April 5, 2021Agric DigestMost viewedTrending
Cassava is one of the most important food crops in Nigeria. It feeds the majority of the country’s population, yet, the country has never had enough of it and the prices of derived products such as garri, fufu, cassava flour, have always remained upwards.
Things have gone worse with Nigeria’s inflation reaching the highest levels in years lately. Food inflation reached a 15-year high in February.
Benjamin Okoye, who holds a doctorate in Agric. Economics, and is the Chief Research Officer, Cassava Research Programme at the National Root Crops Research Institute, Umudike, speaks to PREMIUM TIMES on what he considers as reasons Nigeria’s cassava production level has remained low. He suggests solutions.
Nigeria currently holds the record of being the largest producer of cassava in the world, but the trend in yield performance (production per hectare) remains low, thereby causing an increase in the prices of its derivatives. What would you say can be done to increase productivity?
As you know, cassava is an important staple food to Nigerians, it has a lot of derivative products and the importance also has to do with cassava being an export crop. But you find out that even when Nigeria is the highest producer of cassava in the world, Nigeria is not even the highest exporter of cassava and its products in the world. We don’t have a good price for our cassava in the international market. Other countries like Thailand, Brazil are far ahead of us in the export market. One reason is that our productivity is very low compared to productivity in some of these developed countries. When you look at our statistics, the productivity is about a little above 10 tonnes per hectare, but you also find out that even in our own soil at a time, the Zimbabwean farmers who came to crop cassava in Nigeria, got about 50 tonnes per hectare.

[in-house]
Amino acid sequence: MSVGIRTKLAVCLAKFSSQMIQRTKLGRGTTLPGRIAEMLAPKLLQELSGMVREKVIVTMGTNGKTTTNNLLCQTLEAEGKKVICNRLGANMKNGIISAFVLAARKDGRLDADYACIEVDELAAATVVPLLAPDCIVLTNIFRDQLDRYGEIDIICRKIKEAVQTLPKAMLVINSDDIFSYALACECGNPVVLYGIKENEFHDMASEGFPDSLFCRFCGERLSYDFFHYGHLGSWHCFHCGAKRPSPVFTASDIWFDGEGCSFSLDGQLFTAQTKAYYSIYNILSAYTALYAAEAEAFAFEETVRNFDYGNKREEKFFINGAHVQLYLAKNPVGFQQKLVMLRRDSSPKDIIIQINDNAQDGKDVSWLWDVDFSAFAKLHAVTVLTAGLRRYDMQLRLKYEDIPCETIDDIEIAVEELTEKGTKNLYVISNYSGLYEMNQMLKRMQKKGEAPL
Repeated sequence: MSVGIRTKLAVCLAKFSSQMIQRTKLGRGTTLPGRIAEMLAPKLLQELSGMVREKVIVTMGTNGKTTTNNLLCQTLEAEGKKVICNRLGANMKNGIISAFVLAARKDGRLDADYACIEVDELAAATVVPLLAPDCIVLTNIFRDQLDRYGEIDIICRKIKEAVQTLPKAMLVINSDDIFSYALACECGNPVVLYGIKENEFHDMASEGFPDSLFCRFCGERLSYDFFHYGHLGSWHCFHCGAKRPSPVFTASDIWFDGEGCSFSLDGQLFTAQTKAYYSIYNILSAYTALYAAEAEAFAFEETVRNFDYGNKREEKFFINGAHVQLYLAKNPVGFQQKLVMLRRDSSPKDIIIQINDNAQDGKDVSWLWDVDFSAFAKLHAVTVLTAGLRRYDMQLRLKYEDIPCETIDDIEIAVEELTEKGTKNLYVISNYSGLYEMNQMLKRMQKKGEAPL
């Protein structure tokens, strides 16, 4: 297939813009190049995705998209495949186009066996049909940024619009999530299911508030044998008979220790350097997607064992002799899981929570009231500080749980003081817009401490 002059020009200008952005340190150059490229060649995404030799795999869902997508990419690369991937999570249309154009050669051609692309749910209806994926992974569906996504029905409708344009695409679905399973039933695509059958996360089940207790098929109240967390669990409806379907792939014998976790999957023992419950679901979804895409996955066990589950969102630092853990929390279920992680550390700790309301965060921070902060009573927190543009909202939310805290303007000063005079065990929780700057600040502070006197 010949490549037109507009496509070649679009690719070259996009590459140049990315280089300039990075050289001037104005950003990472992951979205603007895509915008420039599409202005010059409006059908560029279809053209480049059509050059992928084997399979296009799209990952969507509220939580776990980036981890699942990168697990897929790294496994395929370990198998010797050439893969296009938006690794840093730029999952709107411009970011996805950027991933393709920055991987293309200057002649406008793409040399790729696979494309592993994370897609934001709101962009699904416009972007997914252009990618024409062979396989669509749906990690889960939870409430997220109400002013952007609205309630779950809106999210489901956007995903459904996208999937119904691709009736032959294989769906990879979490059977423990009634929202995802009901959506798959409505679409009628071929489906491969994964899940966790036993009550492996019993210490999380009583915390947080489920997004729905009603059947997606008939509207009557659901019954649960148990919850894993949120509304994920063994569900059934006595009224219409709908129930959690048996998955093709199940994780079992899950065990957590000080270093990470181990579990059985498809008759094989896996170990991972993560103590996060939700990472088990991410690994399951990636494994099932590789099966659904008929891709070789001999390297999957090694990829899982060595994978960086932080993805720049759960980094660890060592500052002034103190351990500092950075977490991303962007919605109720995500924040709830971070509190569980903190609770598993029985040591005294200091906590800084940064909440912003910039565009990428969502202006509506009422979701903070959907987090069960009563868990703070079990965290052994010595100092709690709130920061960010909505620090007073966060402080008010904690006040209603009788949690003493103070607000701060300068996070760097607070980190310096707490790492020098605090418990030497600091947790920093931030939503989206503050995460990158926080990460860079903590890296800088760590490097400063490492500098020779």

In our own case here as a national institute, we have a mandate for cassava, both breeding genetics and socioeconomic for cassava in Nigeria. Over the years, we have developed a lot of improved varieties that have the potential for a yield of about 30, 40 to 45 tonnes per hectare, but one thing you find out is that when the farmers hear or see improved varieties, they feel it is something you plant then go to sleep.
To improve the productivity of cassava in the country, a lot of awareness has to be done to help the farmers in best agricultural practices. A lot of farmers still plant their local varieties; they don’t even have access to these new varieties. We advocate for farmers to use improved varieties, follow the rules and higher productivity will come.
When given the improved varieties, you don’t just plant and go back to sleep, you have to apply inputs as and when due, plant as and when due, apply fertilizer at the right time, make sure your field is cleared at the right time. The moment weeds invade it, it will affect the yield as well as productivity.